3 Great Learning Strategies for Generalists
Post from November 2, 2007 (↻ August 24, 2017), filed under Everything Else.
“Lifelong learning” sounds like some sort of buzzword but it is necessary to develop and progress, and awesome to master. Mistakes are great, too, as they are accelerating the learning process, and this needs to be kept in mind especially in times in which people tend to be more and more unforgiving: As long as you learn from them, mistakes are okay.
However, here are three learning strategies and mindsets that not only benefit professionals with rather broad focus. They’ve proved invaluable to me.
1. Use the Pareto or 80/20 Rule
(…which asserts that “80% of the effects comes from 20% of the causes.”)
Applying the Pareto principle to learning methodology means to me that it is in fact possible to learn 80% of a topic in only 20% of the time. And instead of focusing on just one topic—web development, for example—and investing 100% of my time in it, I instead focus on several topics. I accept that in order to acquire “100%” of the knowledge for a specific topic, I probably need to invest all my time, but focus on five topics, for example, allows me to acquire 5 × 80% knowledge.
I don’t claim that this really means four times more knowledge than somebody who just learns about one topic, but it really is far more “expensive” while at the same time not inevitably necessary to learn 100% than 80%. My philosophical and “educated generalist” approach appreciate that, and it pays off.
2. Pick the Greatest Masters and Materials Available
You can enormously accelerate the learning process by choosing your teachers and material wisely, and this strategy helps to compensate drawbacks of the Pareto rule approach: If there’s something you don’t know, it helps when you know where you can quickly get reliable information.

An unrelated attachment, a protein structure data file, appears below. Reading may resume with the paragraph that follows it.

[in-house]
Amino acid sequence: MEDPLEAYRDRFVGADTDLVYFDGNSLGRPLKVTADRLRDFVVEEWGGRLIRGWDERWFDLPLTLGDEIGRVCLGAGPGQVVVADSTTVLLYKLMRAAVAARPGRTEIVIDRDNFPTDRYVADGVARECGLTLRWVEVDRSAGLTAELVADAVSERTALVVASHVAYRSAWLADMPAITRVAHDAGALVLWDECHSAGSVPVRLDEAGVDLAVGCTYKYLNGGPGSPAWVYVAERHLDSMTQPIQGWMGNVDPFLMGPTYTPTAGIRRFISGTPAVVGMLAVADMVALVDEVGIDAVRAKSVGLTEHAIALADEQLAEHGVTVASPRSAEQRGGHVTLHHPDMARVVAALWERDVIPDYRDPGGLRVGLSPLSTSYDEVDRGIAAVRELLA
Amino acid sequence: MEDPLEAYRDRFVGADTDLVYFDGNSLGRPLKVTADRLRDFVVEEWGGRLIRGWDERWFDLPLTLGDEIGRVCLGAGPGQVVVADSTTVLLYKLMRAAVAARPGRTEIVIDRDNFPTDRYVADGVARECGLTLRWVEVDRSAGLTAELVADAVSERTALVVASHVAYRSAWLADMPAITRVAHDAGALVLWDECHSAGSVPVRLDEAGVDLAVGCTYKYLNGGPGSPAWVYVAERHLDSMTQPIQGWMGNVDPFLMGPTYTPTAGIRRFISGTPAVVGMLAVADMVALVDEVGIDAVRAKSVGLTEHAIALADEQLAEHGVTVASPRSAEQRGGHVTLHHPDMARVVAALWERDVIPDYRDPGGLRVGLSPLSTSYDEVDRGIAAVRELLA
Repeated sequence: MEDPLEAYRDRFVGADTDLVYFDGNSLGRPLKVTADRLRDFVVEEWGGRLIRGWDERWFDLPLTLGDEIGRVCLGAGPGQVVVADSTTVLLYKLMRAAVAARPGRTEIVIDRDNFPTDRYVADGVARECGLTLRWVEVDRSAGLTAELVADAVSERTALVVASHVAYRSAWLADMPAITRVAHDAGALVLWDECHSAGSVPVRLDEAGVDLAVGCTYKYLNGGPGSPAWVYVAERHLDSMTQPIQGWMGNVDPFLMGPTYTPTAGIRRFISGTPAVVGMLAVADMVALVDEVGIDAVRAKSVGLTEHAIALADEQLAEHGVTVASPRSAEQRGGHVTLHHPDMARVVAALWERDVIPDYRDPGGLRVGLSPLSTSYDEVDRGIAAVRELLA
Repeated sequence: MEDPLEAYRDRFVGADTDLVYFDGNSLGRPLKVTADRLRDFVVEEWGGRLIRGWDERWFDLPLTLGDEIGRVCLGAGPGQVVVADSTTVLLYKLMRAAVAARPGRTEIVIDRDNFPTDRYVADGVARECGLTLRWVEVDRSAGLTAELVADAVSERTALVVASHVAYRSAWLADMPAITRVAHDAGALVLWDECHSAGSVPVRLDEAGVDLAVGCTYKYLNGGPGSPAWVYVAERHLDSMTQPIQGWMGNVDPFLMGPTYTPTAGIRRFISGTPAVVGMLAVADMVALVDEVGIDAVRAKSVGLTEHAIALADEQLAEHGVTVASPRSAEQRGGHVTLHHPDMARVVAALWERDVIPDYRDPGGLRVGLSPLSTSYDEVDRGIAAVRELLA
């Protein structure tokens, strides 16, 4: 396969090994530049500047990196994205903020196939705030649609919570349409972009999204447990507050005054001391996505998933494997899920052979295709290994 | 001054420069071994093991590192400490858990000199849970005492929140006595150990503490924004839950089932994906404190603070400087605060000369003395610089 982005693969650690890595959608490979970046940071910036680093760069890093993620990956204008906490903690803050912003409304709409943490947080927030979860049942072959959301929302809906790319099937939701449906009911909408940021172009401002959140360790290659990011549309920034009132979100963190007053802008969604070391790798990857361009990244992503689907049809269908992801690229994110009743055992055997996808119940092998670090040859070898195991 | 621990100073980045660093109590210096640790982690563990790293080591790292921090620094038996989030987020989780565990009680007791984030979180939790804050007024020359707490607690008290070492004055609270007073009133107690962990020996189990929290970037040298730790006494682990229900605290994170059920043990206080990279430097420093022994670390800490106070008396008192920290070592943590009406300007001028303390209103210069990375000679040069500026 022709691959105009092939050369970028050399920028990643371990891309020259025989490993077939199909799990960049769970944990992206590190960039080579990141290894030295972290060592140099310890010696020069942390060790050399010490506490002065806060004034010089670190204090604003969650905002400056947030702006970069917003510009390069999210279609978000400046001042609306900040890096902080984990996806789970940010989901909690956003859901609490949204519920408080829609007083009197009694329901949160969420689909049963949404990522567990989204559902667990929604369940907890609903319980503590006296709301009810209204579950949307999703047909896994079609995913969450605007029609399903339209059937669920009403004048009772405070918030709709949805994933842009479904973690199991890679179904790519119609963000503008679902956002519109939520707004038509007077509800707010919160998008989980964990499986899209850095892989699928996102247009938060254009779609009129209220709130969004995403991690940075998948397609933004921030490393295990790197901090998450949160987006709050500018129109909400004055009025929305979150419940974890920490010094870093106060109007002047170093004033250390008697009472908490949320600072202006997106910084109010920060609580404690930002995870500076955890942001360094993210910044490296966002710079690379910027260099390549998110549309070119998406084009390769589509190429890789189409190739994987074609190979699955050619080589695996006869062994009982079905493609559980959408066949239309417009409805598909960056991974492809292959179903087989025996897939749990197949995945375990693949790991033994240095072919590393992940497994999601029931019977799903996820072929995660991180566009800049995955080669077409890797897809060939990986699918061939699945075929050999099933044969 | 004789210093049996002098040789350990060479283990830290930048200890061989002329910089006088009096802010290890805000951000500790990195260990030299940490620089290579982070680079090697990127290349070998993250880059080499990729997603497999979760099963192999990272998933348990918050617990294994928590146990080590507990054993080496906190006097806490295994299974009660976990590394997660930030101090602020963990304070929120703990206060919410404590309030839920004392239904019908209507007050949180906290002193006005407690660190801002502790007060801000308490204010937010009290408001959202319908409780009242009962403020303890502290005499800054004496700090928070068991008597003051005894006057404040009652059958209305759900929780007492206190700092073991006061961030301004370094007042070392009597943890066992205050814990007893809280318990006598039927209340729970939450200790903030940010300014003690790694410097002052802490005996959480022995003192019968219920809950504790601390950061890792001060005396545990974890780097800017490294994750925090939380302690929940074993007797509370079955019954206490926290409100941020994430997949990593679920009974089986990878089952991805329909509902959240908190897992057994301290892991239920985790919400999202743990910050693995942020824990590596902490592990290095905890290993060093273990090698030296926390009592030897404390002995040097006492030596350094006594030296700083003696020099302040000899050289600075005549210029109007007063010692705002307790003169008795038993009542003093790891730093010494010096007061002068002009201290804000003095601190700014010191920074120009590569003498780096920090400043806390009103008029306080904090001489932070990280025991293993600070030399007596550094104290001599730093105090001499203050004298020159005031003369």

This method always kept me away from fora. I learned HTML and CSS by “learning by doing” first, but went relatively straight to the W3C and to read specifications; I learned information design basics by reading Tufte; I learned usability basics by reading Nielsen; I learned much about accessibility by hanging out on W3C lists and reading Joe Clark. There are so many more sources and so much more practice to be involved, but focus on experts and the best literature avoids wasting time.
3. Do Not Try to Remember Everything; Reiterate Instead
Assuming a functioning memory, there’s no need to try to remember every detail you ever read and learn about, so don’t spend too much time memorizing. That stuff exists to bother kids, not professionals. I like to use a “sieve” metaphor here; the better your memory works, the more stuff will get caught.
Training the memory will prevent forgetting too much. Repeating and reiterating the most important things will help with that. So me, I read the very best books twice, at least, I check the best bookmarks more than once, too, and I regularly call in mind important or interesting facts and mnemonics (this very moment, for example, I recalled Helitzer’s THREES formula for humor—Target, Hostility, Realism, Exaggeration, Emotion, Surprise).
❧ So, learning is fun. What are your thoughts and favorite methods?
If you have a question or suggestion about what I write, please leave a comment (if available) or a message.
I think that we tend towards doing this naturally anyway. For example, my knowledge of Microsoft Word is probably only 20% of what was available in Word 95 and yet it still gives me 80% of what I need to use in Word 2003 or beyond.
Good Article, Jens
To Point 1) in German we say: “Mut zur Lücke”, it means “Courage to the gap”.
To Point 2) Sometimes you need verry much luck to get the best.
On March 20, 2008, 8:00 CET, Iris said:
It is also important to practices your memory every day, to read a book and to talk with real people, not only over icq.
this days i read your blog ,and get lots, after that i post a article about your posts of Learning. hope it’s not offend you.
my post: Jens Meiert 关于学习
On September 30, 2009, 23:47 CEST, dj said:
“Pick the best masters and material available” - How do you pick them?
I try to go to the source, like you mentioned the W3. I stay away from Amazon reviews. Books in general are hit and miss, and there is way too much padding. Padding wastes time.
Have a look at the most popular posts, possibly including:
Perhaps my most comprehensive book: The Web Development Glossary (2020). With explanations and definitions for literally thousands of terms from Web Development and related fields, building on Wikipedia as well as the MDN Web Docs.
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